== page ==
The wonderfully textured textile paintings of artist Janice Stevens highlight the continual struggle between man-made objects and nature. To see more of her amazing work, visit her website.
Rust on a metal door latch, moss on a concrete wall, small green sprouts between bricks and stones on a building; all these images inspire me with a sense of awe at the beauty created by Nature on the surfaces of our man-made structures. I see these changes as evidence of our struggle to impose our will on our environment and Nature’s quiet effort to reclaim its territory.
Based on hundreds of photos I have taken over the years, I create textile artworks that depict the beauty and textural interest that time and Nature add to our hard surfaced creations and discarded objects.
I have lived in Asia since 1992 and exposure to different cultures and philosophies has influenced my artwork. For example, since Buddha was seated under a bohdi tree when he reached enlightenment, the bohdi leaf is used to symbolize the soul.
In my series Depression, I show the gradual decay and collapse of a bohdi leaf to depict the effects of chronic depression on the human spirit.
My general approach uses dyeing, dye painting, and painting to create the appropriate background for the image. Collage with fabric is then used to define the larger colored areas of the image.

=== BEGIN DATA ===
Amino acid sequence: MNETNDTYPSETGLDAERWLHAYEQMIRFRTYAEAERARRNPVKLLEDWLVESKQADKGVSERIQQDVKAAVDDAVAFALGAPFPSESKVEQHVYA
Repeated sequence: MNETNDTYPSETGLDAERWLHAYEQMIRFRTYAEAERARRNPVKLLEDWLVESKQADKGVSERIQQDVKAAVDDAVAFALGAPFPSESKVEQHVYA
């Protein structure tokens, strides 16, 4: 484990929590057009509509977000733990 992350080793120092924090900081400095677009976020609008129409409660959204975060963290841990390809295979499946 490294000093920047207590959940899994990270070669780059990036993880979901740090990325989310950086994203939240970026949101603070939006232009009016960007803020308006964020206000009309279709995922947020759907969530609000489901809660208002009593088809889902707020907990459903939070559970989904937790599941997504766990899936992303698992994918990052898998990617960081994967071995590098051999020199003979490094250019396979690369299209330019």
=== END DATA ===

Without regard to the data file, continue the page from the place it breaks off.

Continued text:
The details are then filled in with thread and paint.
The final step is the quilting which adds visual texture and interest to the image.
Each artwork presents unique challenges in conception and execution. In “Urban Renewal”, to visually reproduce the texture of the woven plastic cement bags, I created fabric by cutting and weaving together narrow strips of silk organza. I then cut the fabric into the correct shapes and collaged them to the background before painting and stitching in the details.
In “Communication Breakdown”, the challenge was to make soft fabric act like stiff paper, to roll and curl and maintain its shape.
My present series, Artifacts, is based on images of things that have been placed on the roadside for long periods of time. They show the effects of prolonged exposure to the elements and the effort of Nature to overtake them.
My artwork has been shown in exhibitions in the United States, England, France, Germany and the Netherlands.
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